Plant closing ethics root in american law

Journal of Business Ethics 9 (8):665 - 670 (1990)
The harsh consequences of the American plant closing epidemic in recent years on workers, their families, and their communities, has raised widespread ethical and moral concerns. In the early 1970s, a diverse group of academics, social activists, public policy analysts, and special interest organizations developed a number of legislative proposals designed to restrict closings by law. The proposals encountered many formidable obstacles in an increasingly hostile free-market environment. The business community was itself moved to assume some of the burdens precipitated by closures either unilaterally or through collective bargaining. At the same time, powerful business interests tenaciously fought the enactment of mandatory closing restrictions into law. Nevertheless, through a prolonged and tortuous odyssey, the requirements of advanced notice and worker severence pay have now begun to root in law. Their success stands as evidence of a continuing American public policy receptivity to ethics-driven concerns.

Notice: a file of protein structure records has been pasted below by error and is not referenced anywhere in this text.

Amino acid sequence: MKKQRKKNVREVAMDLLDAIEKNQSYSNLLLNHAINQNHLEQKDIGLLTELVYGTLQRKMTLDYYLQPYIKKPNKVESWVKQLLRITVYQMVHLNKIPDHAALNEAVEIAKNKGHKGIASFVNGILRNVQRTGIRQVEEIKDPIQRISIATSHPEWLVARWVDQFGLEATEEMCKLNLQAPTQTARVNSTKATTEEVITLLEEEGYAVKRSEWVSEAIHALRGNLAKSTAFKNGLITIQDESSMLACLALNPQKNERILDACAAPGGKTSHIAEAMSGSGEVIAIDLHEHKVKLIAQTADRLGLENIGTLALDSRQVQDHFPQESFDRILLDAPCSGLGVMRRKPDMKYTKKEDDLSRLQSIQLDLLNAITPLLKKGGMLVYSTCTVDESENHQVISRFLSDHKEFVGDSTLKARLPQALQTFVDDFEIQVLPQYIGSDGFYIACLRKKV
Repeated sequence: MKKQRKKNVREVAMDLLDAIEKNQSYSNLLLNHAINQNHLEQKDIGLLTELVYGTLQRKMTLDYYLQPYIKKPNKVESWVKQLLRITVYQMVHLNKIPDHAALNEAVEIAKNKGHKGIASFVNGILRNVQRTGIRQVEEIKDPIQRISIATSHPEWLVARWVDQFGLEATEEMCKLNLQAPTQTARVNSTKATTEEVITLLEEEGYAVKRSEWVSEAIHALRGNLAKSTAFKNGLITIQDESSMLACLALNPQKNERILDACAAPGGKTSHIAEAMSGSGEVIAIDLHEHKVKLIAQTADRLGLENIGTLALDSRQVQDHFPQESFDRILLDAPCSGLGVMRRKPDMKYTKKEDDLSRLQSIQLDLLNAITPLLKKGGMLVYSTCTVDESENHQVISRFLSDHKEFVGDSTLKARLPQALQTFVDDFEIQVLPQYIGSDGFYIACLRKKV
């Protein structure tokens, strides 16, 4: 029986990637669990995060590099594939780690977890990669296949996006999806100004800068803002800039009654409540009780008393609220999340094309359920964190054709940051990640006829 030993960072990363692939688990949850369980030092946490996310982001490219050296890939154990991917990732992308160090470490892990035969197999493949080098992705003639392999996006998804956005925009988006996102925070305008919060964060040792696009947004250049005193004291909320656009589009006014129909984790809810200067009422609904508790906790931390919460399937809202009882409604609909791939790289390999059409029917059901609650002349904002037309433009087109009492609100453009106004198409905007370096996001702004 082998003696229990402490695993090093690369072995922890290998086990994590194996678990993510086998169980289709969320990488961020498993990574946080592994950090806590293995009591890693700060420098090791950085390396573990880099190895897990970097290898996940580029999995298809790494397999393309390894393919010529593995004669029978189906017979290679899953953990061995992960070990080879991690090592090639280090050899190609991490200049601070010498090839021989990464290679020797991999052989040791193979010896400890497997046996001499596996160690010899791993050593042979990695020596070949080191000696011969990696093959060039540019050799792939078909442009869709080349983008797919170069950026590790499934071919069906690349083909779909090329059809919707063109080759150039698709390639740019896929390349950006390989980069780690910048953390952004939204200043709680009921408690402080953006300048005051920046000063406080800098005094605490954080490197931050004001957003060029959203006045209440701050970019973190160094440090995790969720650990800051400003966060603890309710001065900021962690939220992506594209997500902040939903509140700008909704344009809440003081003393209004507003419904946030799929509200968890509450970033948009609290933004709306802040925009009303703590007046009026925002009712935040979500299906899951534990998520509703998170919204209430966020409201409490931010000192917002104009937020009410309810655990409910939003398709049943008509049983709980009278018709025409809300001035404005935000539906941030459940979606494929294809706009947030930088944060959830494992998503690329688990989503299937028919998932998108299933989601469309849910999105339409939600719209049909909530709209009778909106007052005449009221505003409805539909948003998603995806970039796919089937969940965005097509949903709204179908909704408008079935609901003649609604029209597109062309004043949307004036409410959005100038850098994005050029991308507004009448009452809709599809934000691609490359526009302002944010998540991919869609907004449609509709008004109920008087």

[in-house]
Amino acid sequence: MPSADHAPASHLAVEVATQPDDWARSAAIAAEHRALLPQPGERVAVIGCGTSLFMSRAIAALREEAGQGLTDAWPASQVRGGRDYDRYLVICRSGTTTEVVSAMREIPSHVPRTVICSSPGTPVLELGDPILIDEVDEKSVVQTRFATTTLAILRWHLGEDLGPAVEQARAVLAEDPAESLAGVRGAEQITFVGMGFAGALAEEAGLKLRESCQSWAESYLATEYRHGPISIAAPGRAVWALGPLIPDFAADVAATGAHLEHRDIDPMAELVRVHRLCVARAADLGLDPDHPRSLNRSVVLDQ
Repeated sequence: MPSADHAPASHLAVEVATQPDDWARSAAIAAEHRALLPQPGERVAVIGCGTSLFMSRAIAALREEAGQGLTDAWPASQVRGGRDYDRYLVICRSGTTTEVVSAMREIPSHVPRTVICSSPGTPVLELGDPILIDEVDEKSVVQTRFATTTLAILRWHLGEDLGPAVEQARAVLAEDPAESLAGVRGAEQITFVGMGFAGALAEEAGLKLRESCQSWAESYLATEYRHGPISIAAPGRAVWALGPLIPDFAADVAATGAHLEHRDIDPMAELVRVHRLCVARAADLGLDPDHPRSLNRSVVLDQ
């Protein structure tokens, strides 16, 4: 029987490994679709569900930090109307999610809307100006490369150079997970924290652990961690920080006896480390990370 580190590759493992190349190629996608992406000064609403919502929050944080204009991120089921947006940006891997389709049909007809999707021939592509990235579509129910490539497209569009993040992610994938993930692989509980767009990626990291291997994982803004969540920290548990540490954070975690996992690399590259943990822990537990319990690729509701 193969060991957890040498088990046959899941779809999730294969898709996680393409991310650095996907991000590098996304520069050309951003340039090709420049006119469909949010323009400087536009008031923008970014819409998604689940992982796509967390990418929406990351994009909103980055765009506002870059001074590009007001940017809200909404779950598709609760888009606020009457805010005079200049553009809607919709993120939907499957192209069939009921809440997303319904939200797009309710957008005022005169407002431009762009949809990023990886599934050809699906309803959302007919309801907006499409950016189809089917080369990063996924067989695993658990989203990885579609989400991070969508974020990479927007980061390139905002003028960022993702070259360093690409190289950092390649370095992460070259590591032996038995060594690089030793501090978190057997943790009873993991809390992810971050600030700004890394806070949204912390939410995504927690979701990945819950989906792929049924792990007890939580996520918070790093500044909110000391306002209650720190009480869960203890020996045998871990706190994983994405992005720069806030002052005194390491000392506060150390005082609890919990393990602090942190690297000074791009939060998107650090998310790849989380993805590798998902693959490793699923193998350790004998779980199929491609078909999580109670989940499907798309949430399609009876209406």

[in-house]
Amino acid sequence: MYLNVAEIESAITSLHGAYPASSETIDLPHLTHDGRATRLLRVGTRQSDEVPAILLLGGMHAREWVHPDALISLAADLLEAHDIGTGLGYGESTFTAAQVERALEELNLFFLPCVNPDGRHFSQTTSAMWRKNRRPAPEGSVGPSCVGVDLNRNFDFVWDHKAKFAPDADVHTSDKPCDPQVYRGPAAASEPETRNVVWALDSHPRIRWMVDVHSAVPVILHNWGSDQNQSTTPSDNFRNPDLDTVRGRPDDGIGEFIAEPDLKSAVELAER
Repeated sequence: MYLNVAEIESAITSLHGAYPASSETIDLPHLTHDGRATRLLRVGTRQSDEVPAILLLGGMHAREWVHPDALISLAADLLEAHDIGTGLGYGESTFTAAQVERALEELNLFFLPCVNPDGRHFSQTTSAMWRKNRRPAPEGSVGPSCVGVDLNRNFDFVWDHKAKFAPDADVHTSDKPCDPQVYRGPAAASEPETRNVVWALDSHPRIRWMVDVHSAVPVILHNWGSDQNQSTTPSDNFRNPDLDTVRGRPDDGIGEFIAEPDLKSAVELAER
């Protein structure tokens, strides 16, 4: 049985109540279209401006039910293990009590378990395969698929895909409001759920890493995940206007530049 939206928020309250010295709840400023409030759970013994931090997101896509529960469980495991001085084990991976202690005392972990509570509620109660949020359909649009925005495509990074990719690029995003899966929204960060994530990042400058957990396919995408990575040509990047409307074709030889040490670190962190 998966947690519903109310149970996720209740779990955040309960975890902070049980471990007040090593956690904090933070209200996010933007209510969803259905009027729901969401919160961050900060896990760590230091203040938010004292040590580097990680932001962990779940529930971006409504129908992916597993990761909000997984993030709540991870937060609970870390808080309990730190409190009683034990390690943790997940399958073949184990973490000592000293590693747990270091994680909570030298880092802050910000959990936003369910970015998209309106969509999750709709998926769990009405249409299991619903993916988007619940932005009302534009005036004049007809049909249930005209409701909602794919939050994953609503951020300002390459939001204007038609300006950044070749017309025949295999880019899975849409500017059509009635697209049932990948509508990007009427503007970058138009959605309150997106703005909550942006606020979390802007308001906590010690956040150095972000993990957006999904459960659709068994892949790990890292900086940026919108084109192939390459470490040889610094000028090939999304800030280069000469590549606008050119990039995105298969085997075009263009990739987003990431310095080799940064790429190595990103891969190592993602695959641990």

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DOI 10.1007/BF00383393
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